AMMAN (Reuters) - Pope Benedict on Monday begins the most delicate part of his first trip to the Middle East, with a visit to Israel and the Palestinian territories.
He leaves Jordan after three days in which he stressed his desire for warm relations between Christians and Muslims and tried to wipe away residual bitterness over a 2006 lecture he made which Muslims saw as offensive.
After being seen off by Jordan’s King Abdullah, Benedict, 82, will make a 30-minute flight from Amman to Tel Aviv and be welcomed by President Shimon Peres and Prime Minister Benjamin Netanyahu.
During his five-day stay in Israel and the Palestinian territories, he is expected to repeat his offer for the Catholic Church to do all it can to help the stalled peace process.
Between visits to sacred sites connected to the life of Jesus he will also hold talks with Israeli officials, Palestinian leaders and Jewish and Islamic religious leaders.
The Vatican supports a two-state solution to the Israeli-Palestinian conflict.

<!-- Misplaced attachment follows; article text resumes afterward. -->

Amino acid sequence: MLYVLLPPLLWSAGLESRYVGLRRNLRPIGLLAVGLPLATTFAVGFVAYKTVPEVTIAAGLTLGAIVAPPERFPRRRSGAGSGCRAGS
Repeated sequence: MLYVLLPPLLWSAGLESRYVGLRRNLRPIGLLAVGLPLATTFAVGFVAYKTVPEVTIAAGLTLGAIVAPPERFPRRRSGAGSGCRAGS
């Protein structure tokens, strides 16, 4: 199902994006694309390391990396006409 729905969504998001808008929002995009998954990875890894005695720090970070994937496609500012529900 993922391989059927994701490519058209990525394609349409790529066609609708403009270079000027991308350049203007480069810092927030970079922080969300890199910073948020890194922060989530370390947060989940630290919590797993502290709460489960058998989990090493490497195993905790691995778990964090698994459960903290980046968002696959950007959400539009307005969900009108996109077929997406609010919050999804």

Since being sworn in as head of Israel’s new, right-leaning government on March 31, Netanyahu has not specifically discussed establishing a Palestinian state in the West Bank and the Gaza Strip, a U.S. and Arab priority.
Anything the pope says on the subject will echo around the region, particularly when he visits a Palestinian refugee camp in Bethlehem in the occupied West Bank. In Bethlehem he will meet Palestinian President Mahmoud Abbas.
On Monday afternoon the pope visits Jerusalem’s Yad Vashem memorial to the victims of the Holocaust.
In the 45 years since the Second Vatican Council repudiated the concept of collective Jewish guilt for Christ’s death, Catholic-Jewish relations have been haunted by the Holocaust and the question of what the church did, or failed to do, about it.
They went through one of their worst periods after the pope in January lifted the excommunication of four traditionalist bishops, including one who had denied the Holocaust.
The Vatican says it did not know enough about the bishop’s past and both sides now hope the issue can be definitively closed with the Yad Vashem visit.
Most Jewish leaders now consider the episode to have been put to rest but some want the pope to make another firm repudiation of Holocaust denial and stress that there is no room for anti-Semitism in the church.
Israeli police said they would be carrying out their largest security operation in nearly a decade, since the visit by Pope John Paul in 2000.
Some 30,000 police will be on duty. Everywhere he travels, the pope will have police helicopters tracking him from above.
Additional reporting by Ari Rabinovitch in Jerusalem; editing by Andrew Roche